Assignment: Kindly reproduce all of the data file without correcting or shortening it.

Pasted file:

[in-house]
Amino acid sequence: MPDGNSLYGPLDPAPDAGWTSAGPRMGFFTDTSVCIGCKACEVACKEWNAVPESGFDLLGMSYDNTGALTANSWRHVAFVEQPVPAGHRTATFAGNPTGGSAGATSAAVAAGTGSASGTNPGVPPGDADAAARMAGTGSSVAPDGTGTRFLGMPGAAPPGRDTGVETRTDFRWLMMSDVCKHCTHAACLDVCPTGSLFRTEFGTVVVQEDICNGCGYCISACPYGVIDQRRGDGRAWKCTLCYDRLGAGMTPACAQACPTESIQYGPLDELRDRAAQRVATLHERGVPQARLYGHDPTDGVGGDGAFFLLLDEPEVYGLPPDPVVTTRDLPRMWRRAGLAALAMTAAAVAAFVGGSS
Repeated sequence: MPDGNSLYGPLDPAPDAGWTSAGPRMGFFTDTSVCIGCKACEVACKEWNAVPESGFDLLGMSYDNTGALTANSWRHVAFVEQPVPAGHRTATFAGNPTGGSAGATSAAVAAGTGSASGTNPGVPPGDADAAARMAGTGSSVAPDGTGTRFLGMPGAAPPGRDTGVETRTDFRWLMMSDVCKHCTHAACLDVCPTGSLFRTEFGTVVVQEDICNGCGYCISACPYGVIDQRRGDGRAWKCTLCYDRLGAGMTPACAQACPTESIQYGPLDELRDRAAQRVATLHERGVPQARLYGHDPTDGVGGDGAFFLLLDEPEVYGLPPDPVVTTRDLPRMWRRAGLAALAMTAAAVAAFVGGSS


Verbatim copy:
[in-house]
Amino acid sequence: MPDGNSLYGPLDPAPDAGWTSAGPRMGFFTDTSVCIGCKACEVACKEWNAVPESGFDLLGMSYDNTGALTANSWRHVAFVEQPVPAGHRTATFAGNPTGGSAGATSAAVAAGTGSASGTNPGVPPGDADAAARMAGTGSSVAPDGTGTRFLGMPGAAPPGRDTGVETRTDFRWLMMSDVCKHCTHAACLDVCPTGSLFRTEFGTVVVQEDICNGCGYCISACPYGVIDQRRGDGRAWKCTLCYDRLGAGMTPACAQACPTESIQYGPLDELRDRAAQRVATLHERGVPQARLYGHDPTDGVGGDGAFFLLLDEPEVYGLPPDPVVTTRDLPRMWRRAGLAALAMTAAAVAAFVGGSS
Repeated sequence: MPDGNSLYGPLDPAPDAGWTSAGPRMGFFTDTSVCIGCKACEVACKEWNAVPESGFDLLGMSYDNTGALTANSWRHVAFVEQPVPAGHRTATFAGNPTGGSAGATSAAVAAGTGSASGTNPGVPPGDADAAARMAGTGSSVAPDGTGTRFLGMPGAAPPGRDTGVETRTDFRWLMMSDVCKHCTHAACLDVCPTGSLFRTEFGTVVVQEDICNGCGYCISACPYGVIDQRRGDGRAWKCTLCYDRLGAGMTPACAQACPTESIQYGPLDELRDRAAQRVATLHERGVPQARLYGHDPTDGVGGDGAFFLLLDEPEVYGLPPDPVVTTRDLPRMWRRAGLAALAMTAAAVAAFVGGSS